Friday Free-For-All #3

Happy Friday, everyone! It’s the first Friday in September!

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Have you thought about Christmas yet? No? Me either. But I was recently at Costco and was shocked to see Christmas displays already up. It’s not even Halloween yet!

Photo by Jan Sikes 8-18-22

My first response was in my head, but it was a loud, “NO!” Have we let all of our holidays become so commercialized that they are all about money?

We’ve been living the American dream for at least a couple of generations now, and I see the results in the youngsters coming up (my grandchildren in particular). They start making their Christmas lists in July. And it’s not like they don’t have plenty of stuff. Every nook and cranny of their playroom is filled. Something will have to go to make room for new things that will temporarily distract them.

Then there’s the pressure of picking the gift that will wow them. How do you even do that when they aren’t wowed by much? Over-stimulation abounds through media, school, TV, and videos. So, it takes a lot just to get their attention.

I’m always trying to think of something different for each of the five that they might enjoy. One year, I gave them gifts like a trip to the zoo, just one child at a time with me. That was fun, and they looked forward to their special day. But it was also a gift that had to wait for springtime before we could go, so maybe that part was sort of a letdown.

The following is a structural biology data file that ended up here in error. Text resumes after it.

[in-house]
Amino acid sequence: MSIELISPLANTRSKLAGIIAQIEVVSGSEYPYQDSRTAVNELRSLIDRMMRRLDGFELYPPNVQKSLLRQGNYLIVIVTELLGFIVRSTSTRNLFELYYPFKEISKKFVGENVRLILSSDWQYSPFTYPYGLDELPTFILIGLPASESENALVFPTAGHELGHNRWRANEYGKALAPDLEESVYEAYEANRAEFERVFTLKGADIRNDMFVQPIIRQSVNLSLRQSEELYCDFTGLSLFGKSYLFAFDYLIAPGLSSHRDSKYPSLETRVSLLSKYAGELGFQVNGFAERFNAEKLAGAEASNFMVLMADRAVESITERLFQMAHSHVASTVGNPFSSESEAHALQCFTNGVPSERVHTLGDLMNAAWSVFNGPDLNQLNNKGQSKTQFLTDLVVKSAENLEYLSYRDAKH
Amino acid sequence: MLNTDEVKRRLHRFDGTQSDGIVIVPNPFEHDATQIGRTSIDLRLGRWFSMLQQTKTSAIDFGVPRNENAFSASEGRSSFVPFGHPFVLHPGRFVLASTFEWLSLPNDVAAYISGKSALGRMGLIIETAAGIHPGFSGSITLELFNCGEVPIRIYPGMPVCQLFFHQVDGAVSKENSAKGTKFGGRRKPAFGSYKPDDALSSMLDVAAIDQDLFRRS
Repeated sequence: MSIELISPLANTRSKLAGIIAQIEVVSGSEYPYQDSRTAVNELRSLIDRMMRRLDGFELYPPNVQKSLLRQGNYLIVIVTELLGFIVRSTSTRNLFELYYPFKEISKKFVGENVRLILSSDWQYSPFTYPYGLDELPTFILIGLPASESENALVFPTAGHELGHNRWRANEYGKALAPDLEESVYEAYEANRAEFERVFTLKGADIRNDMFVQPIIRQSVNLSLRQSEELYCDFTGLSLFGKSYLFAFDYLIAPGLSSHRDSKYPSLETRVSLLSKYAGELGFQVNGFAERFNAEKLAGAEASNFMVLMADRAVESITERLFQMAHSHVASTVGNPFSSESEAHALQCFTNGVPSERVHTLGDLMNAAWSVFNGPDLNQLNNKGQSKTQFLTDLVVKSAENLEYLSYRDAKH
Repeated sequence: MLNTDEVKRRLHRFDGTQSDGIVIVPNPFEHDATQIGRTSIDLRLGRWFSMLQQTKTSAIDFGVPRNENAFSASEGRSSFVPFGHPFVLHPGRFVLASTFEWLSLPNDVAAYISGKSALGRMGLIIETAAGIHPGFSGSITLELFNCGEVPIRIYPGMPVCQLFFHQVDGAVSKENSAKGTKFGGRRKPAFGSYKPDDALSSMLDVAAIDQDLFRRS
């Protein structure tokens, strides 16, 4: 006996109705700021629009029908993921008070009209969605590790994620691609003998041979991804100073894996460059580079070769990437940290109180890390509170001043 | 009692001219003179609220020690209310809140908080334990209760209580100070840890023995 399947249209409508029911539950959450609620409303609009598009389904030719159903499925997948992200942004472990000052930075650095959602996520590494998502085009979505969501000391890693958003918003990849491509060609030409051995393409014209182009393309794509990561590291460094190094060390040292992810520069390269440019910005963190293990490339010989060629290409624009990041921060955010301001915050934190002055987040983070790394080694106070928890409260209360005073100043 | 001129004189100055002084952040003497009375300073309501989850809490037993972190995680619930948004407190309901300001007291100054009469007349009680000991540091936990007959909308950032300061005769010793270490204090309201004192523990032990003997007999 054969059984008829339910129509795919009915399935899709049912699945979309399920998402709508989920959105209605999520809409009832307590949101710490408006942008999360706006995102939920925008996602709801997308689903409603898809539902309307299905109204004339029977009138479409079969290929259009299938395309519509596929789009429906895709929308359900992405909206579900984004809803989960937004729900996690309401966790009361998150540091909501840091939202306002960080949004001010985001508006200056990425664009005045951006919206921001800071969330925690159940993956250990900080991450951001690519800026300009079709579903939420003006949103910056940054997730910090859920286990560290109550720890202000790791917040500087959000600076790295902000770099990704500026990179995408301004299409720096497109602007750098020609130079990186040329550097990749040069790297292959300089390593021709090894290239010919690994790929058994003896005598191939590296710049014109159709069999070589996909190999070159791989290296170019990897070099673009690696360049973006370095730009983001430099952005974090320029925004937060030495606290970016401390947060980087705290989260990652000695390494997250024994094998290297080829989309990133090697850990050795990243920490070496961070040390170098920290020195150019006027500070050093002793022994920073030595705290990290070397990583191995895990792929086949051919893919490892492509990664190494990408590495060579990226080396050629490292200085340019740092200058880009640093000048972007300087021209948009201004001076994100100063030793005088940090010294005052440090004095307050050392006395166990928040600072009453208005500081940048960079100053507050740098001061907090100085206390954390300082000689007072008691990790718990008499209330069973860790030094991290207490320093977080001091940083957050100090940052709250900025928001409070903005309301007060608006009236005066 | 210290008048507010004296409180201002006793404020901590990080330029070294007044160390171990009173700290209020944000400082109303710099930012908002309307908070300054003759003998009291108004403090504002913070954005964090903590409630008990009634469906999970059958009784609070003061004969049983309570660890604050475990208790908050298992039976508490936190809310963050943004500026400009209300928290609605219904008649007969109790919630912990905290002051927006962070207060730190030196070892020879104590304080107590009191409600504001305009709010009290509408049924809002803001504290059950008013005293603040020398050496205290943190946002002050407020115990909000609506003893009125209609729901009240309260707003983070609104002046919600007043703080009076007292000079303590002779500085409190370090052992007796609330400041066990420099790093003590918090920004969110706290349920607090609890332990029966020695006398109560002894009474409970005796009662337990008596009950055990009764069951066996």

I have no solution to the dilemma. I’d love to hear your suggestions about how you approach gift-giving, especially with young children.

I’ve voted for several years to stop adult gift-giving, but I have one daughter who refuses to go along with that, which forces the rest of us to suck it up and search for something that might be special. I’m sure every family is different. As the children get older, I’d like for us to take the money we’d spend on ‘stuff’ and do a trip together instead. But I don’t know if I’ll ever get them to go along with that idea.

I suppose I should be thankful that some traditions are ingrained in my children. After all, that is also something that appears to be disappearing.

Remember when families sat down every night for dinner together? That seems to be something that is dying out. At one daughter’s house, the children eat their dinner by themselves. Both Mama and Daddy are still working when the children have their dinner. However, my daughter told me they are trying to have family dinners on the weekends, so that’s at least an attempt.

Again, I’d like your thoughts. Are traditions only created to be changed? Or should they be strictly adhered to? Are we losing an entire way of life in the next generations? Or do they have a better idea?

So many questions. So little time. 🙂

Let’s chat!

On a VERY different side note, how many of you reach for one of the reference books from Angela Ackerman and Becca Puglisi when you are writing? Well, there’s a new one coming!!

There is no purchase link yet, but I definitely will be adding this book to my reference section!

The Conflict Thesaurus, Volume 2:
A Writer’s Guide to Obstacles, Adversaries, and Inner Struggles (Releases September 6th, 2022)

30 thoughts on “Friday Free-For-All #3

  1. HI Jan, I must be honest that early Christmas decorations annoy me when I see them. This particular holiday has become ridiculously over commercialised and lost a lot of its meaning. I don’t buy gifts for family members but I often bake them treats. Often the children come to my house and participate in the fun. I don’t suppose that will last much longer as they are getting older now. We eat together as a family every night although Terence isn’t always home during the week. I am always home and my employers know where they rate in my scale of commitments. Of course, I am lucky to be able to do that and it is only because I have unique skills that very few other specialists have.